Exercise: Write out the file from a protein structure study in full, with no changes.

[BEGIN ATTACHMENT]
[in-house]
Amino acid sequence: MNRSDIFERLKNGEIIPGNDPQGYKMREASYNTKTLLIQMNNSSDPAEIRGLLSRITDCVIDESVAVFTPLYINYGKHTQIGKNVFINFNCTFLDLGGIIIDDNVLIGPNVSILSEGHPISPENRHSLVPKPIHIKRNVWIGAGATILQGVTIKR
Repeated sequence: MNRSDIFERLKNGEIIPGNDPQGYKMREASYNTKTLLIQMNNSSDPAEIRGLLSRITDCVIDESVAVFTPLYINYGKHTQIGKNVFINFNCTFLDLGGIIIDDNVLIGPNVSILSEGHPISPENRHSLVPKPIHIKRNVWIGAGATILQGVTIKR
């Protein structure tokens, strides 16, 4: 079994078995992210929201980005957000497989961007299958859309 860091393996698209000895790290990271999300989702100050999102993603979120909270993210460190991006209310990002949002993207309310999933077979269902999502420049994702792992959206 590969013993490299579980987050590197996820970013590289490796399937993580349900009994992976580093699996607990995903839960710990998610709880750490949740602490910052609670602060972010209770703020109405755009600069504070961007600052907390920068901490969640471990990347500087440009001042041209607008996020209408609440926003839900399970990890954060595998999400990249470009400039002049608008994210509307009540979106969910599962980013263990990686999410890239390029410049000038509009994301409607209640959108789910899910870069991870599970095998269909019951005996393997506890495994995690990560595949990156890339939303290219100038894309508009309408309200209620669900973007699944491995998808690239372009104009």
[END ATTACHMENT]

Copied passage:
[in-house]
Amino acid sequence: MNRSDIFERLKNGEIIPGNDPQGYKMREASYNTKTLLIQMNNSSDPAEIRGLLSRITDCVIDESVAVFTPLYINYGKHTQIGKNVFINFNCTFLDLGGIIIDDNVLIGPNVSILSEGHPISPENRHSLVPKPIHIKRNVWIGAGATILQGVTIKR
Repeated sequence: MNRSDIFERLKNGEIIPGNDPQGYKMREASYNTKTLLIQMNNSSDPAEIRGLLSRITDCVIDESVAVFTPLYINYGKHTQIGKNVFINFNCTFLDLGGIIIDDNVLIGPNVSILSEGHPISPENRHSLVPKPIHIKRNVWIGAGATILQGVTIKR
């Protein structure tokens, strides 16, 4: 079994078995992210929201980005957000497989961007299958859309 860091393996698209000895790290990271999300989702100050999102993603979120909270993210460190991006209310990002949002993207309310999933077979269902999502420049994702792992959206 590969013993490299579980987050590197996820970013590289490796399937993580349900009994992976580093699996607990995903839960710990998610709880750490949740602490910052609670602060972010209770703020109405755009600069504070961007600052907390920068901490969640471990990347500087440009001042041209607008996020209408609440926003839900399970990890954060595998999400990249470009400039002049608008994210509307009540979106969910599962980013263990990686999410890239390029410049000038509009994301409607209640959108789910899910870069991870599970095998269909019951005996393997506890495994995690990560595949990156890339939303290219100038894309508009309408309200209620669900973007699944491995998808690239372009104009």